Anglican Church Founded By St. Paul?

Question from Anon on 4/9/2008:

Mr. Bunson. I have recently read a short history that claims that the Church of England was founded by St. Paul in his travels, and that it was reformed by St. Augustine of Canterbury in the sixth century under Pope Gregory the Great. To support this belief, the history relates that, 1) Clement wrote in 87 AD that St. Paul had travelled to the west (and it’s assumed to be that St. Paul or a follower founded the Church of England), and 2) that when St. Augustine arrived in 597, that there were already Christian churches there. This history therefore claims Apostolic Succession through St. Paul. Could you discuss this, which is news to me? Thank you. Anon

Answer by Matthew Bunson on 4/26/2008:
I am unaware of a journey by Paul to England (or Britannia as it was called under Roman occupation). The last years of Paul are obscure, but the chronology reconstructed from tradition and his later letters suggest that he probably visited Spain and then perhaps revisited Syria, Palestine, Asia Minor, Greece, and Crete. Arrested again, he was taken back to Rome, kept in close confinement, and apparently knew his death was imminent, as is clear from his second letter to Timothy (in particular 4:6-8). He was martyred around 67 by Emperor Nero, most likely beheaded as reported by Tertullian. According to the apocryphal Acts of St. Paul, his place of martyrdom was on the left bank of the Tiber; he was said to have been buried in a cemetery on the Via Ostia owned by a Christian named Lucina, the site where the Basilica of S. Paolo Fuori le Mure (St. Paul-Outside-the-Walls) was built.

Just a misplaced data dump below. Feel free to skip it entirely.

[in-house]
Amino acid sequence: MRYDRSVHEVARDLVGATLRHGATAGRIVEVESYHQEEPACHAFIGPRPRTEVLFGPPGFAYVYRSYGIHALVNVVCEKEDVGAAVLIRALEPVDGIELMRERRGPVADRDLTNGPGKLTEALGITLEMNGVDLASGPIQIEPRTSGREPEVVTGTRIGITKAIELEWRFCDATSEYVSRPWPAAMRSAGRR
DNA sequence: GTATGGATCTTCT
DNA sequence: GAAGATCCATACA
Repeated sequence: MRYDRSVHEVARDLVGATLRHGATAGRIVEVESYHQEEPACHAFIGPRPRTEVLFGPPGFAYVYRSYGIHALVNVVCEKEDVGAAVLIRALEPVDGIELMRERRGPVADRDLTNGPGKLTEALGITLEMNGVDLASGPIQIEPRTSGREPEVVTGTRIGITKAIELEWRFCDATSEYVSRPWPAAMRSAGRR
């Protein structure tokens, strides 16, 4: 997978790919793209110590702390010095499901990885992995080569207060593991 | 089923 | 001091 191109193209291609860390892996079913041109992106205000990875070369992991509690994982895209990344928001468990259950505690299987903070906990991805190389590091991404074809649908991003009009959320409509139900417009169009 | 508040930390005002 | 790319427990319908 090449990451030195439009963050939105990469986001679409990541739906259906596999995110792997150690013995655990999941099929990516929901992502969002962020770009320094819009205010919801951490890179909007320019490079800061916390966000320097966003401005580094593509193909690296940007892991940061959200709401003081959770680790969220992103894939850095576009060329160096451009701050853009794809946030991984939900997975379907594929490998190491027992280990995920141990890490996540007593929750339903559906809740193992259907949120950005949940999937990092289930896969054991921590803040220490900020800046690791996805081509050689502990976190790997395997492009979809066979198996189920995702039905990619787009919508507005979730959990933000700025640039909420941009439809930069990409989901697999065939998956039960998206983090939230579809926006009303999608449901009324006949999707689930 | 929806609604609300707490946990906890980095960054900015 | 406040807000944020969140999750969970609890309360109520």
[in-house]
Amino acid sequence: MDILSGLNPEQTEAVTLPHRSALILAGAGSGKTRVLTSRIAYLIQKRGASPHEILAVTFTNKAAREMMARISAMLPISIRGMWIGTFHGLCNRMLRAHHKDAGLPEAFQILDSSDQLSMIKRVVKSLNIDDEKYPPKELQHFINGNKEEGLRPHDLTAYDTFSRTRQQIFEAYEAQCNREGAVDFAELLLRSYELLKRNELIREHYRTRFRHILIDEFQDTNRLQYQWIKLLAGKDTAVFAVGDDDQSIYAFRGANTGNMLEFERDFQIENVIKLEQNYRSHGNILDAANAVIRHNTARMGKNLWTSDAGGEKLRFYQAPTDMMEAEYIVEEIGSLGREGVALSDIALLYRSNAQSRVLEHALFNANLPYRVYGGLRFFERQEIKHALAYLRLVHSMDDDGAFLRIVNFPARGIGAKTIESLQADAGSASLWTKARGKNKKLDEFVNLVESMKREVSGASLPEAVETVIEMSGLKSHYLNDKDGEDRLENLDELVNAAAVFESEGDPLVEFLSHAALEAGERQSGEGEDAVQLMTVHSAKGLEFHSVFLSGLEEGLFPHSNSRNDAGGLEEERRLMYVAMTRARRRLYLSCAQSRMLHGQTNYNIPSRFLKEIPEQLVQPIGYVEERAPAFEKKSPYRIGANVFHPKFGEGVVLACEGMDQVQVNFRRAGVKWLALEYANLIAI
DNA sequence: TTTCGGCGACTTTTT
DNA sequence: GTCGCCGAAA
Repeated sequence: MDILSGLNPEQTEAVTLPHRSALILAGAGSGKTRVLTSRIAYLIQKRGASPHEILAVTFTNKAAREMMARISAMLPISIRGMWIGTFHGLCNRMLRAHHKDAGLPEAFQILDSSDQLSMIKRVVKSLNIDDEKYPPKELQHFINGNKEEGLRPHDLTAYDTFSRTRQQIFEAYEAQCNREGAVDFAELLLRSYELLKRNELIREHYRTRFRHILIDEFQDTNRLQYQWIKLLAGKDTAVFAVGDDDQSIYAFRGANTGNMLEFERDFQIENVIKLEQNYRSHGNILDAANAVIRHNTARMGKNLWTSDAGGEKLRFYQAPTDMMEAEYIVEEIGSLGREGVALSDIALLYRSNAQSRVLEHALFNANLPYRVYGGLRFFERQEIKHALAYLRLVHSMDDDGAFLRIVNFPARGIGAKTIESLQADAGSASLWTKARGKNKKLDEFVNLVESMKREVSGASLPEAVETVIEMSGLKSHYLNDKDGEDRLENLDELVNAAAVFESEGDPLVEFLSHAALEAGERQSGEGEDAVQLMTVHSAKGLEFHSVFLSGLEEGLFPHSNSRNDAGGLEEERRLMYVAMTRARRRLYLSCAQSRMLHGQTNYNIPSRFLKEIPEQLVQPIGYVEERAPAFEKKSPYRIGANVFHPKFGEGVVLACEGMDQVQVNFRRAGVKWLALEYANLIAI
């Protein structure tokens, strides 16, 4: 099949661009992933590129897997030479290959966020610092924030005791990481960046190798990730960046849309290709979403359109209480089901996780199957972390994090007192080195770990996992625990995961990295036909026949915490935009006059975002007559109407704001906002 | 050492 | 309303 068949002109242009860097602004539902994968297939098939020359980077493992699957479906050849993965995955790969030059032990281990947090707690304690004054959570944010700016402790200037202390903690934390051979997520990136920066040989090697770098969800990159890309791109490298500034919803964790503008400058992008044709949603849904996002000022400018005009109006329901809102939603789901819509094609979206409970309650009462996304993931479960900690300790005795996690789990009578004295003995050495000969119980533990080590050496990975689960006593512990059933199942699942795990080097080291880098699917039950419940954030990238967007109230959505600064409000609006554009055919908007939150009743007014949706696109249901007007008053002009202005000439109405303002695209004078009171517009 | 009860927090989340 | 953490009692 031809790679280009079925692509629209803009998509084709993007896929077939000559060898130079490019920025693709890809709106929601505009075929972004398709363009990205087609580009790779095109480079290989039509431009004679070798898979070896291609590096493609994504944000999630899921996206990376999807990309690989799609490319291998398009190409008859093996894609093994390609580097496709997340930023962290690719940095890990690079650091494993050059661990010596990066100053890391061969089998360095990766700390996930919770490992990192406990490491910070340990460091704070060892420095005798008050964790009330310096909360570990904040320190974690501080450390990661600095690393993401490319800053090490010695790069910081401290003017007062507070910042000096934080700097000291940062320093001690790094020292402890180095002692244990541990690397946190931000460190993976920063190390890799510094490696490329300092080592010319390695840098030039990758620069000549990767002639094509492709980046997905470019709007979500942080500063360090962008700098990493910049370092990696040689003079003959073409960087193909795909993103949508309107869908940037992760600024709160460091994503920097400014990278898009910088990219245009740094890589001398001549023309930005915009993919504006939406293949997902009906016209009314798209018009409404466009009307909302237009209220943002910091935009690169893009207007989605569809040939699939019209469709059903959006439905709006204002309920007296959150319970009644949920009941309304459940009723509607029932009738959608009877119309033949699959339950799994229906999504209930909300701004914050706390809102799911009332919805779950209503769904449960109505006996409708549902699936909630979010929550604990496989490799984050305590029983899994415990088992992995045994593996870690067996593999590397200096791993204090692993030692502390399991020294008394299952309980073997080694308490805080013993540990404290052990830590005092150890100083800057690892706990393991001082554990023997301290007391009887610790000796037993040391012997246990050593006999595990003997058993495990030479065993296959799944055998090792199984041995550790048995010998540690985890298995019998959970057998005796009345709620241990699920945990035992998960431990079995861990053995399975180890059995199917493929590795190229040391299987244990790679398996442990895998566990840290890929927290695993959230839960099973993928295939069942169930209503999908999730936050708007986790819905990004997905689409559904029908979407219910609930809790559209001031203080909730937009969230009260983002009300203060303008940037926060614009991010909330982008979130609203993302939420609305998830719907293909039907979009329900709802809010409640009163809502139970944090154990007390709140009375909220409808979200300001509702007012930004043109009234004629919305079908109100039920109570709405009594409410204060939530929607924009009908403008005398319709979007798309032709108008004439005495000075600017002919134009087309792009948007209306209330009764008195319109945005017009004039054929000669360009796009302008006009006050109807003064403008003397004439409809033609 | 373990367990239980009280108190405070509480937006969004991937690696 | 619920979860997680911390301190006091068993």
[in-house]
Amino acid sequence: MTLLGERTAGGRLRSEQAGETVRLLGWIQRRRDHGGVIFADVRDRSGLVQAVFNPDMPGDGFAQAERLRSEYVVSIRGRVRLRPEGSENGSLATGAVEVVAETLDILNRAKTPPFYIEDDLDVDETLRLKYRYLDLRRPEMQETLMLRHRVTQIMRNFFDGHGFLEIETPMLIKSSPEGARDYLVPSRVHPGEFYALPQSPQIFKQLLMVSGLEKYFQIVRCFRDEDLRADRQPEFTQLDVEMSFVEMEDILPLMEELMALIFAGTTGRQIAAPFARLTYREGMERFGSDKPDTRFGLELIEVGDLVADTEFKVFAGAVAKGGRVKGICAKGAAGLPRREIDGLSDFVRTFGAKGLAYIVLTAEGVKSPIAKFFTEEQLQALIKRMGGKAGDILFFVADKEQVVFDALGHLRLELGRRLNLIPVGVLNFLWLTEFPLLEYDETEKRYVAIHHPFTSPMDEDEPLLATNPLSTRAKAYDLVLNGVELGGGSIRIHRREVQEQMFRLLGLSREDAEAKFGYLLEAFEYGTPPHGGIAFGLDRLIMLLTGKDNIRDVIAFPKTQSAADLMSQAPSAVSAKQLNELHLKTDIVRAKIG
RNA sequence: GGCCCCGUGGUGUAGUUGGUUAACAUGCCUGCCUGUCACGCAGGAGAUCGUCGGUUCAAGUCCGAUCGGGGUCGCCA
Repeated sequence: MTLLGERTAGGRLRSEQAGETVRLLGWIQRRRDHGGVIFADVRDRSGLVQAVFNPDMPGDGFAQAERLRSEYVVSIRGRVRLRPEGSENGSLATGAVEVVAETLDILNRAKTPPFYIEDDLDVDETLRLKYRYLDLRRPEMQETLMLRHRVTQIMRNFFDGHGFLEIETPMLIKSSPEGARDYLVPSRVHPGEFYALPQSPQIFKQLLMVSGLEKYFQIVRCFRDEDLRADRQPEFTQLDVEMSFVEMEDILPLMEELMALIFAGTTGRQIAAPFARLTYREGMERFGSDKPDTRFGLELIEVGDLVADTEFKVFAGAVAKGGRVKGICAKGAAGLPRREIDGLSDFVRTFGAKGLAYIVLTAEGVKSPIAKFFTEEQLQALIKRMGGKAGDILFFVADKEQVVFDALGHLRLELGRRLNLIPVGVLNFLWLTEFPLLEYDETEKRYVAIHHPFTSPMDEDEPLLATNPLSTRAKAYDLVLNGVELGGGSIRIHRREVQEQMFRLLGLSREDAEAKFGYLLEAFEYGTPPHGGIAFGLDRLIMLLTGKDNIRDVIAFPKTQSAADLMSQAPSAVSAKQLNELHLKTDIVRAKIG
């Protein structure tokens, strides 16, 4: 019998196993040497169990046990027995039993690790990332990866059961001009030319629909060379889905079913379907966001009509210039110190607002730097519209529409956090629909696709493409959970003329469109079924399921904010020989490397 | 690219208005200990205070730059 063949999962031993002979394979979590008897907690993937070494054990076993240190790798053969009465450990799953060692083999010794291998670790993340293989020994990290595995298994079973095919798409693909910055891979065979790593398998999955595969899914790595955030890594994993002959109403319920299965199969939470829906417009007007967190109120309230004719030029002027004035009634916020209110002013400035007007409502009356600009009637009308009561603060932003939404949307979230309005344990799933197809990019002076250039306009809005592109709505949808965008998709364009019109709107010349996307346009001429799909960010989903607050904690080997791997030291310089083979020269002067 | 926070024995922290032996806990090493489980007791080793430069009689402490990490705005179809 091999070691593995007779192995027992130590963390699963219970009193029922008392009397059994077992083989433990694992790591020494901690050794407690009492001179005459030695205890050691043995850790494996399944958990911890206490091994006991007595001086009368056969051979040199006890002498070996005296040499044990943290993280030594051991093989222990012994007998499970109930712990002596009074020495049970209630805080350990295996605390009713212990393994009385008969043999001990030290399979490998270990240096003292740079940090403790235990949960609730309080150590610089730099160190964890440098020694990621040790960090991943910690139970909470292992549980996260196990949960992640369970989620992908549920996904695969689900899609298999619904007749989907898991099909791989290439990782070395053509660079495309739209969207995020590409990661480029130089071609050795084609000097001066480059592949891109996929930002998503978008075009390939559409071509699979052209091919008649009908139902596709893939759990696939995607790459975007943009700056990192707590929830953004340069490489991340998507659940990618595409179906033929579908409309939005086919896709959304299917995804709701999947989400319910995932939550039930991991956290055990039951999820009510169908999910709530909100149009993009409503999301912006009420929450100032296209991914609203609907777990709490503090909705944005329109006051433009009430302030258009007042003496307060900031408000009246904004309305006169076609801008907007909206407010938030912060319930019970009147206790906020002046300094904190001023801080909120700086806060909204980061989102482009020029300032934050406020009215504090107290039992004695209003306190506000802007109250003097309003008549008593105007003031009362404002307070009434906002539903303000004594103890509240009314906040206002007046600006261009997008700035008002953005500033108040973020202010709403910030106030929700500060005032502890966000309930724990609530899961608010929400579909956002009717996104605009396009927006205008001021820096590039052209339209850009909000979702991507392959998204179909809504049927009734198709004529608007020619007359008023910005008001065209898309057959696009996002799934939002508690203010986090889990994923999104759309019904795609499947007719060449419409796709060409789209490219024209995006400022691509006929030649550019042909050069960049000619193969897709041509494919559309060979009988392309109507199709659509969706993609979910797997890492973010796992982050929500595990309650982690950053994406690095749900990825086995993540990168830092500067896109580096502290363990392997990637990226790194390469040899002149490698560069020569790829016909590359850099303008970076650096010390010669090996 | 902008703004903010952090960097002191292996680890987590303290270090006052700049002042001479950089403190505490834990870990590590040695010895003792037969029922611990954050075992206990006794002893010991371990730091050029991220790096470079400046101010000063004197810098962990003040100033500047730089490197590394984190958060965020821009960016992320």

It is clear in Romans 15:22-27 that Paul was eager to journey to Spain. He likely went there via southern Gaul. A trip to Britannia was unlikely given the unsettled conditions in islands there in the middle of the 1st century A.D. (it had been conquered only in 43 A.D.). The Christian presence developed there slowly over the next few centuries. There are, of course legends that Mary Magdalene and Joseph of Arimathea went to Britain.

Clement (along with I believe various Church Fathers) refers to Paul going West, but the reference is always taken to mean Hispania, in keeping with Paul’s own expressed wishes.

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